Sonny Fulks
Sonny Fulks
Managing Editor

Sonny Fulks is a graduate of Ohio State University where he pitched four varsity seasons for the Buckeyes from 1971 through 1974. He furthered his baseball experience as a minor league umpire for seven seasons, working for the Florida State League (A), the Southern League (AA), and the American Association (AAA). He has written for numerous websites, and for the past fourteen years has served as columnist and photo editor for The Gettysburg Magazine, published by the University of Nebraska Press, in Lincoln Nebraska. His interests include history, support for amateur baseball, the outdoors, and he has a music degree from Ohio State University.

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If some activist NFL players can’t understand why the Colin Kaepernick movement still hasn’t gained traction, or enough respect, don’t blame management for not caring.  It’s just simple business.

Among the most empty displays I saw on Week 1 of the NFL season was the march by the Kappa Alpha Psi fraternity in downtown Detroit to support Colin Kaepernick, and protest that no one’s given him a job yet.

While a smattering of players around the league still refused to stand for the national anthem, there was really very little said, or aired, about it. Kaepernick’s frat bros were a notable exception.

“When you look at some of the recent incidents like what happened to Michael Bennett in Las Vegas , it validates the stance that Colin Kaepernick has taken,” said Eric Brown, a former president of the fraternity’s alumni chapter in Detroit.”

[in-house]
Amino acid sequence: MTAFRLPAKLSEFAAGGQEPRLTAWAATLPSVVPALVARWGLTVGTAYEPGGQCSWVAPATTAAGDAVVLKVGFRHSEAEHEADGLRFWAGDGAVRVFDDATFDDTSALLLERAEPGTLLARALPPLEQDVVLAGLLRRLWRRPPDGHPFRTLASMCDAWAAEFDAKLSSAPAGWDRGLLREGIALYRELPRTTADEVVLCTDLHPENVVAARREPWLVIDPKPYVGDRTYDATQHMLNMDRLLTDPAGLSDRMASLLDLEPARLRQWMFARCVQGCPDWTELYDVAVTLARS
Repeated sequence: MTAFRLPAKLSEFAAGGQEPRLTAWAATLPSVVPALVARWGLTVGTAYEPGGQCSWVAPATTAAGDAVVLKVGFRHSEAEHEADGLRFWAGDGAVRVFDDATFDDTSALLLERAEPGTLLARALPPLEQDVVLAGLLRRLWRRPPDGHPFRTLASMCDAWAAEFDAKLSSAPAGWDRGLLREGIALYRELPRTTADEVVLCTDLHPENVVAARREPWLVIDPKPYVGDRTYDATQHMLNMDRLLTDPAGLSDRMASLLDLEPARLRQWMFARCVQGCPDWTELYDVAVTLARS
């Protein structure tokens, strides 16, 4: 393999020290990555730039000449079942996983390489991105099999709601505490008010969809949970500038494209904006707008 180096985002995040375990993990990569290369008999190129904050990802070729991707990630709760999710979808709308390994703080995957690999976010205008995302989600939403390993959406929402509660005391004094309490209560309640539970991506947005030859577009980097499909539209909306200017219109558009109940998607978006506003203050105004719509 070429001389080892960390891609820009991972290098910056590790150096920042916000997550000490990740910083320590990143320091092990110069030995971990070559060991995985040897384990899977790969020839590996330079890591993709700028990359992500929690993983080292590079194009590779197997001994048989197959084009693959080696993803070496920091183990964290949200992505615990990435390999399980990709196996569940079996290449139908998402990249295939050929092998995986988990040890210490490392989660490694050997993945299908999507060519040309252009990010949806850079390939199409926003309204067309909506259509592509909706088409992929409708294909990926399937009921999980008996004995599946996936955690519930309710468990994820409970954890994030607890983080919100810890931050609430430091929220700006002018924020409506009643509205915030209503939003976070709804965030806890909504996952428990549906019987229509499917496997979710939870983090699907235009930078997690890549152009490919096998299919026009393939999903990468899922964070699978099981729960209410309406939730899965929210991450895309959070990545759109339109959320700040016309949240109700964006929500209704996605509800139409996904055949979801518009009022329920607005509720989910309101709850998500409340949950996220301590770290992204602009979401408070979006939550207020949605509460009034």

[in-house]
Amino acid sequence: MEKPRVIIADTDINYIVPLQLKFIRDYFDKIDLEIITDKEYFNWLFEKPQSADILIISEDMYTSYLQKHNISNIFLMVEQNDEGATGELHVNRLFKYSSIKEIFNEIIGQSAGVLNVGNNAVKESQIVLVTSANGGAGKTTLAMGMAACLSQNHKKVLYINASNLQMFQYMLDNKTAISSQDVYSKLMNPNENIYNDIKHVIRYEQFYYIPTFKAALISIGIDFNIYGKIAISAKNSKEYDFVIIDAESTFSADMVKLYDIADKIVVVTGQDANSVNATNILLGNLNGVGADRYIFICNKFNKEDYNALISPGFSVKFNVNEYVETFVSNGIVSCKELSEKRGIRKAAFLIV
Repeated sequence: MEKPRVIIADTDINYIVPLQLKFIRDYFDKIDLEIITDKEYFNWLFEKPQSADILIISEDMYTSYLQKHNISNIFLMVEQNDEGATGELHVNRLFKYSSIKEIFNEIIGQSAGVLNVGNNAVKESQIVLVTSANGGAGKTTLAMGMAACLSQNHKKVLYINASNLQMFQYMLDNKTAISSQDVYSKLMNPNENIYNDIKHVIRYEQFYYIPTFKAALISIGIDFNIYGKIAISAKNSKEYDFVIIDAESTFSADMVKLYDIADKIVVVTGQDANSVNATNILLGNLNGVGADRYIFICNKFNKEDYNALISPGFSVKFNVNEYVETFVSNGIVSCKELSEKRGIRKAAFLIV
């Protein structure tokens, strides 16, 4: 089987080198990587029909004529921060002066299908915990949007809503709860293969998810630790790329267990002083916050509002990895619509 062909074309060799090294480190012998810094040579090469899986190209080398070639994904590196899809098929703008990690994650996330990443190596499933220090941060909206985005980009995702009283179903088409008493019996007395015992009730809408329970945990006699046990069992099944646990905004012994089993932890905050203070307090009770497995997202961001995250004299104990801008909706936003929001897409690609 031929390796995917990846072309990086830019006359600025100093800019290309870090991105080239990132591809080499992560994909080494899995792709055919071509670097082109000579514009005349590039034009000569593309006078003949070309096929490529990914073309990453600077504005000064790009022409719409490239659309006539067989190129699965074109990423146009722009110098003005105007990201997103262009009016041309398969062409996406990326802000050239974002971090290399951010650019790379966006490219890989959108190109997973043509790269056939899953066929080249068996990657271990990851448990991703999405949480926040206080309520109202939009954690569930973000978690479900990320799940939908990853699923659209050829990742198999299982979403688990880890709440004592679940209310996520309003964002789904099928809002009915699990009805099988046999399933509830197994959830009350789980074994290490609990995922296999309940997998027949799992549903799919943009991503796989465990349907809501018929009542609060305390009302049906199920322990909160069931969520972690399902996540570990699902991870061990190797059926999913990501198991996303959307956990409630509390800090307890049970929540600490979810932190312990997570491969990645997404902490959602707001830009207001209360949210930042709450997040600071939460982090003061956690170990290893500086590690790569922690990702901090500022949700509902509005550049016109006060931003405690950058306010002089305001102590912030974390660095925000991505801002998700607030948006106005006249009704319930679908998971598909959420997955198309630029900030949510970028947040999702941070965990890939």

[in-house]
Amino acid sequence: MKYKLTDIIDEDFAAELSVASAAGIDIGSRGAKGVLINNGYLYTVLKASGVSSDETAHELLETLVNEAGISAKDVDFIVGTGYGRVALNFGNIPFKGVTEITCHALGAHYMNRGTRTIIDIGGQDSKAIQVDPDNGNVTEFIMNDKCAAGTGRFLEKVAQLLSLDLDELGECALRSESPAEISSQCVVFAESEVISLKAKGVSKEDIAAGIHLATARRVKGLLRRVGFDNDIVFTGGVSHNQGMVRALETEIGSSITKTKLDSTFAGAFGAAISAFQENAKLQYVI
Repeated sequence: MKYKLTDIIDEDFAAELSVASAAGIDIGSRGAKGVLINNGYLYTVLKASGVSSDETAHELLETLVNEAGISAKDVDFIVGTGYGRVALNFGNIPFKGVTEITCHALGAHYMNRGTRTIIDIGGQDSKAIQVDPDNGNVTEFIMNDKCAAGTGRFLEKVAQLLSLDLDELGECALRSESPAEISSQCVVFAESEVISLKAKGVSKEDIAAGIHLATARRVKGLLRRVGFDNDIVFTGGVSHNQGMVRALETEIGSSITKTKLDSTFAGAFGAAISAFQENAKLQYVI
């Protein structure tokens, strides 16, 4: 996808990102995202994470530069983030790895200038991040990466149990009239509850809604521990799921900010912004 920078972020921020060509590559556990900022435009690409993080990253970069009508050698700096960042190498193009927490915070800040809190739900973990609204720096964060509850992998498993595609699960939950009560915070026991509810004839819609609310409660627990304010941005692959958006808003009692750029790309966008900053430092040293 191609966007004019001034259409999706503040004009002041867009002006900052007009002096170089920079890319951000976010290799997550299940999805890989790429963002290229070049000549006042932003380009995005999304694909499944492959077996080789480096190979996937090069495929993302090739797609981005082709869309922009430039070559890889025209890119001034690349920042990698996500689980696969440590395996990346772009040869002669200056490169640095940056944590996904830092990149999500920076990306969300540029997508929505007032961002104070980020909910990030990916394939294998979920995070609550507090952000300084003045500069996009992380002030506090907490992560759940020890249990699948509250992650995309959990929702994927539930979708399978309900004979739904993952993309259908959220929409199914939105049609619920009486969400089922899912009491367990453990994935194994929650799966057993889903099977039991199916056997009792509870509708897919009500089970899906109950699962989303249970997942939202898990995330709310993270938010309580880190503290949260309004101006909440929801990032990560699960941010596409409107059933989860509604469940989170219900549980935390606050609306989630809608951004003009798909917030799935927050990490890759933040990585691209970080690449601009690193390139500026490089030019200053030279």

“It doesn’t make sense that the man can play and nobody’s willing to give him a chance,” said another.

Silly brother, of course it makes sense.

Football in the NFL is a business, just like retail on the streets. And if a majority of your clientele supports standing for the national anthem and support for law enforcement and the military they’re going to eventually take it out on management if Kaepernick shows up to play quarterback.

Some call it ‘blackballing’. Some say collusion.

But in the world of professional football, it’s just good business; and no different than J.C. Penney would have done back in his day if he had an employee with body odor. If that employee offends people, he can’t work.

The overwhelming majority of NFL players, black and white, stood for the anthem on Sunday, and many stood arm-in-arm with local law enforcement officials on the field for the salute to the flag.

Green Bay safety Ha Ha Clinton-Dix actually help hold the giant stars and stripes as the anthem was played.

The fact is, this protest still falls on deaf ears to the majority of Americans, black and white – those who grew up while being taught a proper respect for law enforcement, how to co-exist with it, and an understanding of the risks associated with wearing a uniform and badge. And when those Americans show up for a football game, the last thing they want to see is a political statement being made at a football game. Not the time and place!

If you still don’t understand, ask your local retailer. Or pick up a copy of the old Samuelson economics textbook. You find it in there with other basics of good retail.

The customer may not always be right…but he is the customer.

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